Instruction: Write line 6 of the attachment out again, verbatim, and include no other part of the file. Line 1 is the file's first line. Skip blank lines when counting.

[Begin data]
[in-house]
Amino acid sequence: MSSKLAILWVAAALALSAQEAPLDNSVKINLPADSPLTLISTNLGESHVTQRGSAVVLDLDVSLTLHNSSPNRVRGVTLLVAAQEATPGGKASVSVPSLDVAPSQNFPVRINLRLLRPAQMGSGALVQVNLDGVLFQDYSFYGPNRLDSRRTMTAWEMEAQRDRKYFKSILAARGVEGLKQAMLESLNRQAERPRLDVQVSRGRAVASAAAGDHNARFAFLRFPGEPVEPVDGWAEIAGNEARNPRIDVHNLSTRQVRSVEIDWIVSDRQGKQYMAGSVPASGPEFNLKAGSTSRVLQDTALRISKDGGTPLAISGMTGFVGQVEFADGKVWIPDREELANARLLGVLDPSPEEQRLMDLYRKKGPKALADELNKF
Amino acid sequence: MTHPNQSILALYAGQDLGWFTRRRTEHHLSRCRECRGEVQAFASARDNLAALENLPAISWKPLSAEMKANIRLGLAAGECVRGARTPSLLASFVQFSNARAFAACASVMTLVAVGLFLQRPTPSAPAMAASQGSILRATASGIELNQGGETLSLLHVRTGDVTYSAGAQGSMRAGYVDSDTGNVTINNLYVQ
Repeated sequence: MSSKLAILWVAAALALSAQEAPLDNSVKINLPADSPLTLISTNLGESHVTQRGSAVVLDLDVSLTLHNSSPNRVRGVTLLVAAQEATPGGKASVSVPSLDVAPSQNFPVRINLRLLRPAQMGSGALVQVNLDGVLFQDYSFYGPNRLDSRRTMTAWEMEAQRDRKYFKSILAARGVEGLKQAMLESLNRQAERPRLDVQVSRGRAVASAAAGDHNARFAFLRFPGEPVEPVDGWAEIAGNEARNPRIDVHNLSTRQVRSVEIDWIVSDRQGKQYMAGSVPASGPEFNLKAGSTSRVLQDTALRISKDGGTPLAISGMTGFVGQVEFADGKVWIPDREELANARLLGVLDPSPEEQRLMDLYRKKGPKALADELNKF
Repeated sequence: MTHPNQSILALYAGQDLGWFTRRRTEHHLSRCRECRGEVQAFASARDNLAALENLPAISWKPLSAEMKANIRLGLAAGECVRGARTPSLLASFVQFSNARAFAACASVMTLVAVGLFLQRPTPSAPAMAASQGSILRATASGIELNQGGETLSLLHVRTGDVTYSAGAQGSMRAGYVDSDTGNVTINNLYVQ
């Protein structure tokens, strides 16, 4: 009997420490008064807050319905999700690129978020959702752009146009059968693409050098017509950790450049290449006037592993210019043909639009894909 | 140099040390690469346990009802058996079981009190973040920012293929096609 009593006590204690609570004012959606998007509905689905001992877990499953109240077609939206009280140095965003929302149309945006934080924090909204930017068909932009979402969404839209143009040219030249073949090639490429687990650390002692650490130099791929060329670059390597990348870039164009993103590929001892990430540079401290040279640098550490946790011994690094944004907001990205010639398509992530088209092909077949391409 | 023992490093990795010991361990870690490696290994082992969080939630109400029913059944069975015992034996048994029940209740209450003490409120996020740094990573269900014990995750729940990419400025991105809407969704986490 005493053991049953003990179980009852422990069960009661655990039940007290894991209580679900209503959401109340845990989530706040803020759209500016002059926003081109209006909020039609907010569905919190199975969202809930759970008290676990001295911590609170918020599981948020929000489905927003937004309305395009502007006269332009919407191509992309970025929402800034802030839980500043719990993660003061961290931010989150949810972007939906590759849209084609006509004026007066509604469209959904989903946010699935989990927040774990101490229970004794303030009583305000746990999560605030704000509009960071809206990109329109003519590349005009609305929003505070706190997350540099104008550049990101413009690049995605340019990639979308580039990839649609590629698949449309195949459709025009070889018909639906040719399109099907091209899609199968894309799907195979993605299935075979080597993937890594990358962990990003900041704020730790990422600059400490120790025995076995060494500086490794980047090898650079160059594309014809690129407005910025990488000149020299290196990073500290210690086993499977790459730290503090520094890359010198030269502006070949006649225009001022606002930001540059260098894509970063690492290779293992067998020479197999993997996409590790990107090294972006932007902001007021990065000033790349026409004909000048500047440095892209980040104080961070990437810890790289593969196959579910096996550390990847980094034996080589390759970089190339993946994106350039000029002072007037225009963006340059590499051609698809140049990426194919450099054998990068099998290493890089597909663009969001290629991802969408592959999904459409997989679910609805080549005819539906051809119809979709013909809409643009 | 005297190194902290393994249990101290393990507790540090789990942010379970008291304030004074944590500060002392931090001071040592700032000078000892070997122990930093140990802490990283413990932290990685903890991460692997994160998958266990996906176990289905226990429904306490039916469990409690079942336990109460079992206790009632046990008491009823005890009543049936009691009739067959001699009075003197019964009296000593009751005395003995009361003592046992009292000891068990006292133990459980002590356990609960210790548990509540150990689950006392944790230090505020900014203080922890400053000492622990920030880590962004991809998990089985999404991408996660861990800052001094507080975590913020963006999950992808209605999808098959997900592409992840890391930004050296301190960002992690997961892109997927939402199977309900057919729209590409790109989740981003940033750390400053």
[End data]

């Protein structure tokens, strides 16, 4: 009997420490008064807050319905999700690129978020959702752009146009059968693409050098017509950790450049290449006037592993210019043909639009894909 | 140099040390690469346990009802058996079981009190973040920012293929096609 009593006590204690609570004012959606998007509905689905001992877990499953109240077609939206009280140095965003929302149309945006934080924090909204930017068909932009979402969404839209143009040219030249073949090639490429687990650390002692650490130099791929060329670059390597990348870039164009993103590929001892990430540079401290040279640098550490946790011994690094944004907001990205010639398509992530088209092909077949391409 | 023992490093990795010991361990870690490696290994082992969080939630109400029913059944069975015992034996048994029940209740209450003490409120996020740094990573269900014990995750729940990419400025991105809407969704986490 005493053991049953003990179980009852422990069960009661655990039940007290894991209580679900209503959401109340845990989530706040803020759209500016002059926003081109209006909020039609907010569905919190199975969202809930759970008290676990001295911590609170918020599981948020929000489905927003937004309305395009502007006269332009919407191509992309970025929402800034802030839980500043719990993660003061961290931010989150949810972007939906590759849209084609006509004026007066509604469209959904989903946010699935989990927040774990101490229970004794303030009583305000746990999560605030704000509009960071809206990109329109003519590349005009609305929003505070706190997350540099104008550049990101413009690049995605340019990639979308580039990839649609590629698949449309195949459709025009070889018909639906040719399109099907091209899609199968894309799907195979993605299935075979080597993937890594990358962990990003900041704020730790990422600059400490120790025995076995060494500086490794980047090898650079160059594309014809690129407005910025990488000149020299290196990073500290210690086993499977790459730290503090520094890359010198030269502006070949006649225009001022606002930001540059260098894509970063690492290779293992067998020479197999993997996409590790990107090294972006932007902001007021990065000033790349026409004909000048500047440095892209980040104080961070990437810890790289593969196959579910096996550390990847980094034996080589390759970089190339993946994106350039000029002072007037225009963006340059590499051609698809140049990426194919450099054998990068099998290493890089597909663009969001290629991802969408592959999904459409997989679910609805080549005819539906051809119809979709013909809409643009 | 005297190194902290393994249990101290393990507790540090789990942010379970008291304030004074944590500060002392931090001071040592700032000078000892070997122990930093140990802490990283413990932290990685903890991460692997994160998958266990996906176990289905226990429904306490039916469990409690079942336990109460079992206790009632046990008491009823005890009543049936009691009739067959001699009075003197019964009296000593009751005395003995009361003592046992009292000891068990006292133990459980002590356990609960210790548990509540150990689950006392944790230090505020900014203080922890400053000492622990920030880590962004991809998990089985999404991408996660861990800052001094507080975590913020963006999950992808209605999808098959997900592409992840890391930004050296301190960002992690997961892109997927939402199977309900057919729209590409790109989740981003940033750390400053």